Recently Bill Maher, an American Comedian who hosts the weekly talk show Real Time with Bill Maher, weighed in on the Apu controversy and revisited old programming with the standards of the present. Maher found it particularly problematic that audiences are visiting or revising programmes to the surprisal that some of the content is what society would now consider inappropriate and offensive.
The sitcom Friends, which last aired in 2004, has not resonated with modern audiences who found many of the jokes and plots problematic, labelling them transphobic, homophobic and sexist. The show has also been criticized for its lack of diversity and engaging with body shaming. However, it is not only modern audiences who find an issue with the content of shows that have aired decades ago. Actress Molly Ringwald revisited The Breakfast Club in the age of #MeToo, finding some of the content troubling in hindsight. Ringwald’s article engages with the ongoing problem of enjoying things that no longer fit with present standards and the problem of reconciliation for the context of things we have affection for.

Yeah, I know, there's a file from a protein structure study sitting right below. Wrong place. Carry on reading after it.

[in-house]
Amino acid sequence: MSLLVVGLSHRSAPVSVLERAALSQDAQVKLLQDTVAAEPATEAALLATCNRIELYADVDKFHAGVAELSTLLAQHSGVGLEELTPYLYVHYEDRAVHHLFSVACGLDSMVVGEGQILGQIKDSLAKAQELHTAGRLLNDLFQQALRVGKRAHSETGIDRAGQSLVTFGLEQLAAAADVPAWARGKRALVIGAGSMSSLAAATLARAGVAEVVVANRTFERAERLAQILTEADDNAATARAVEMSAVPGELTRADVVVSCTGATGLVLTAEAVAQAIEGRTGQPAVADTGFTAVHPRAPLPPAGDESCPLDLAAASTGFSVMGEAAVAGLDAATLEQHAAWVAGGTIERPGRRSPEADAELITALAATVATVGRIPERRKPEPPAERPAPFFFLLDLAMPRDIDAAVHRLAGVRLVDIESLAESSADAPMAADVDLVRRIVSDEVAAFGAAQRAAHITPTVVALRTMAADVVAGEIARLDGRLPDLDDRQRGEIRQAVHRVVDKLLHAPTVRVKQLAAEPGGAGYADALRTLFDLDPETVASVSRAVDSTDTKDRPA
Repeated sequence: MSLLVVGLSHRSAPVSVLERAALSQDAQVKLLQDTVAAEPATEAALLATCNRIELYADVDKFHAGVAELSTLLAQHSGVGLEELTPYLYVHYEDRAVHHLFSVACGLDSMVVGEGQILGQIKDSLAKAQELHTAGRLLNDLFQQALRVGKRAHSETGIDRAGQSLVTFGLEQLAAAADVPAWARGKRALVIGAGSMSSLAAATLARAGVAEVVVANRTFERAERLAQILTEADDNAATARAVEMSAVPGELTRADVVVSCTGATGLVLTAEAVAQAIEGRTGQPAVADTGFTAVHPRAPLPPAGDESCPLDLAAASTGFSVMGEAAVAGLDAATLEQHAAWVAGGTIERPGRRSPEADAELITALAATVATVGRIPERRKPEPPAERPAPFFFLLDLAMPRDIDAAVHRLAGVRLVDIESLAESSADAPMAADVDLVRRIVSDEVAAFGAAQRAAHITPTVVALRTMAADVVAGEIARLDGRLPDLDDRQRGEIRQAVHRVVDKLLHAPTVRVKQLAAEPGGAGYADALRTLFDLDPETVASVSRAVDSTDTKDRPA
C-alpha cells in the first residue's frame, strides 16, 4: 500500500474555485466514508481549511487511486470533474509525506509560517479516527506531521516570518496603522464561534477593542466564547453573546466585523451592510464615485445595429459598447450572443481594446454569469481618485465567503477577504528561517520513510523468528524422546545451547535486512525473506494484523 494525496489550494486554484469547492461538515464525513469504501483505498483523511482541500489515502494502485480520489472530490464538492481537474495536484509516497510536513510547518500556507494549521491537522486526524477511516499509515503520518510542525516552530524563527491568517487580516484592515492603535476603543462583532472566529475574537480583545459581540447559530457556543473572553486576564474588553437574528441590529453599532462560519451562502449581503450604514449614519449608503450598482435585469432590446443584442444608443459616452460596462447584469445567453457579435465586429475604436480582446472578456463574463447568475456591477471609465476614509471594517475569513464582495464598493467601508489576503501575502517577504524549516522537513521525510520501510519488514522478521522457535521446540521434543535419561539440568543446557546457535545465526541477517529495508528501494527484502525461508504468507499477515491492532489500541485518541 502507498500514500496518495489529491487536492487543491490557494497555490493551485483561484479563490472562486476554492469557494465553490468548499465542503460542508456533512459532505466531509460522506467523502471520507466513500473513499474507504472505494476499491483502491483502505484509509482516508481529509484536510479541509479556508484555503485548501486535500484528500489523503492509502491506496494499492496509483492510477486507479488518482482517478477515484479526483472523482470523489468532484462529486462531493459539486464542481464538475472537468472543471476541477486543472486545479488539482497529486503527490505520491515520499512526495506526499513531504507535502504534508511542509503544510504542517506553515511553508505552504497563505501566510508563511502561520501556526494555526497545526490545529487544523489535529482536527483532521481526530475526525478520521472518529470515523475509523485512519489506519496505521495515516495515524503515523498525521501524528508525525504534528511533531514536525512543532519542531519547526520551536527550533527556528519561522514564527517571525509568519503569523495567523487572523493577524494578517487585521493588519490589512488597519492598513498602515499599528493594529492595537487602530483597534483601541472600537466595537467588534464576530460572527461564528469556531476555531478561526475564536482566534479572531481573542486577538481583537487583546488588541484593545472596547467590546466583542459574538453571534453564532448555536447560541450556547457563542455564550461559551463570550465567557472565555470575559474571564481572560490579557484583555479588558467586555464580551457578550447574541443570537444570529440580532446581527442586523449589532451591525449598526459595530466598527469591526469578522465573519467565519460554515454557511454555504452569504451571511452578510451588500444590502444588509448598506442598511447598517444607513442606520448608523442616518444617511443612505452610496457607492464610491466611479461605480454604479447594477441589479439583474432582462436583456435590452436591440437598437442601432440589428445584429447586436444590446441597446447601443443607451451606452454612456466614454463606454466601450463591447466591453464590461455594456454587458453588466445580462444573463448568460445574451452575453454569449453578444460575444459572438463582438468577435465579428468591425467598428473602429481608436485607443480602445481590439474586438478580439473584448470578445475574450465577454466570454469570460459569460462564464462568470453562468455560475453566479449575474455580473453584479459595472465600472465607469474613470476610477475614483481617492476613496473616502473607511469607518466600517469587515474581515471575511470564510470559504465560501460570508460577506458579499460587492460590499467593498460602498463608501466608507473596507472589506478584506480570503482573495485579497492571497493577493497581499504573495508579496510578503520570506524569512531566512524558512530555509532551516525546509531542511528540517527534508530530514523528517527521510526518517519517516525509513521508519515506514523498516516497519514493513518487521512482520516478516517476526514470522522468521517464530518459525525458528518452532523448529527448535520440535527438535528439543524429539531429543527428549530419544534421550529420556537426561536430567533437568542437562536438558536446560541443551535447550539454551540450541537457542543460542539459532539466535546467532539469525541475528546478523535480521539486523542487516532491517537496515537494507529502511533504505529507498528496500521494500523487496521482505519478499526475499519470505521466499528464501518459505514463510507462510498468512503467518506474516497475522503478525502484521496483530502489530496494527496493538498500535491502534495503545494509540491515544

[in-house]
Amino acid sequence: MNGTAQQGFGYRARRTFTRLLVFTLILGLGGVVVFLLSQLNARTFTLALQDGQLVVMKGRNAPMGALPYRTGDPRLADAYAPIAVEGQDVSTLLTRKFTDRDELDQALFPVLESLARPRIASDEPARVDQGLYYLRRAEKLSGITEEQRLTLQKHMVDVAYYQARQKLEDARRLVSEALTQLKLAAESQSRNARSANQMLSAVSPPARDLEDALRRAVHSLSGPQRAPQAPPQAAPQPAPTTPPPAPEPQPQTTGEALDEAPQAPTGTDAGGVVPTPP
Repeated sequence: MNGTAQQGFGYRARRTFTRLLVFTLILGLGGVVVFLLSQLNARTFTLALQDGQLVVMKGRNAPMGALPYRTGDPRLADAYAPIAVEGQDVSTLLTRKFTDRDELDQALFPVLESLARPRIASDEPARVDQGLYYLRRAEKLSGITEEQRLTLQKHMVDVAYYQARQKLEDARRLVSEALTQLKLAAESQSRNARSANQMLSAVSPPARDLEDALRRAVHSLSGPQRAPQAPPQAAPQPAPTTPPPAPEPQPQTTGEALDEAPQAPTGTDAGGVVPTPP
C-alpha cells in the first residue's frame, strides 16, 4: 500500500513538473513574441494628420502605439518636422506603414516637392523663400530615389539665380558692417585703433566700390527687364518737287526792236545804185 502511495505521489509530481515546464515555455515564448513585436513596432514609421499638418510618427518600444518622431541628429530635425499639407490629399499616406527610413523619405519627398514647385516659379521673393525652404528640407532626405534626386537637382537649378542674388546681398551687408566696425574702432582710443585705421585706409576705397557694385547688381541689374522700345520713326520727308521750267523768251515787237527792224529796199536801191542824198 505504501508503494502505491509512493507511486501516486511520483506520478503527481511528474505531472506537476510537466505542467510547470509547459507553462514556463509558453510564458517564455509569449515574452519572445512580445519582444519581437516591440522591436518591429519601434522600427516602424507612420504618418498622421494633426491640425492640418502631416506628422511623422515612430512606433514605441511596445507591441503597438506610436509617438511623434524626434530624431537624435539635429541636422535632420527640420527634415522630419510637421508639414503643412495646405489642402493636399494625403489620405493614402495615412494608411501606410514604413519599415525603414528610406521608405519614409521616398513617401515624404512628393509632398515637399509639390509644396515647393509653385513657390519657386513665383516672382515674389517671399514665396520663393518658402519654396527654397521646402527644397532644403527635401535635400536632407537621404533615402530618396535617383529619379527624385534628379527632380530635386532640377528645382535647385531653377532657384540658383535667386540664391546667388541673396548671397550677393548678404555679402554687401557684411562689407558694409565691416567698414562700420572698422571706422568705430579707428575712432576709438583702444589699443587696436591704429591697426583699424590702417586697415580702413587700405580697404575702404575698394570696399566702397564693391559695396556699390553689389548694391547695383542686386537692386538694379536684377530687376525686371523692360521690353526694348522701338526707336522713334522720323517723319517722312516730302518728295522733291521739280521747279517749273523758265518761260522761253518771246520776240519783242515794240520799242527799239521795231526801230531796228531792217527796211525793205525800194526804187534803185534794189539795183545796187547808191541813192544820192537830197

Maher holds the conviction that we cannot be annoyed because we were not always who we would eventually become as a society and that perhaps, every generation could be called the ‘what were you thinking?’ generation. Maher comments that we cannot “blame someone for not being ‘woke’ before ‘woke’ was a thing,” and that we are currently tolerating things that we will be ashamed about in the near future.
The Apu controversy brings to light many key issues that television and media industries are facing: how to address the representation of marginalized groups, the problematic use of stereotypes in comedy, and to what extent we can impose today’s standards on things that were created and distributed many years ago.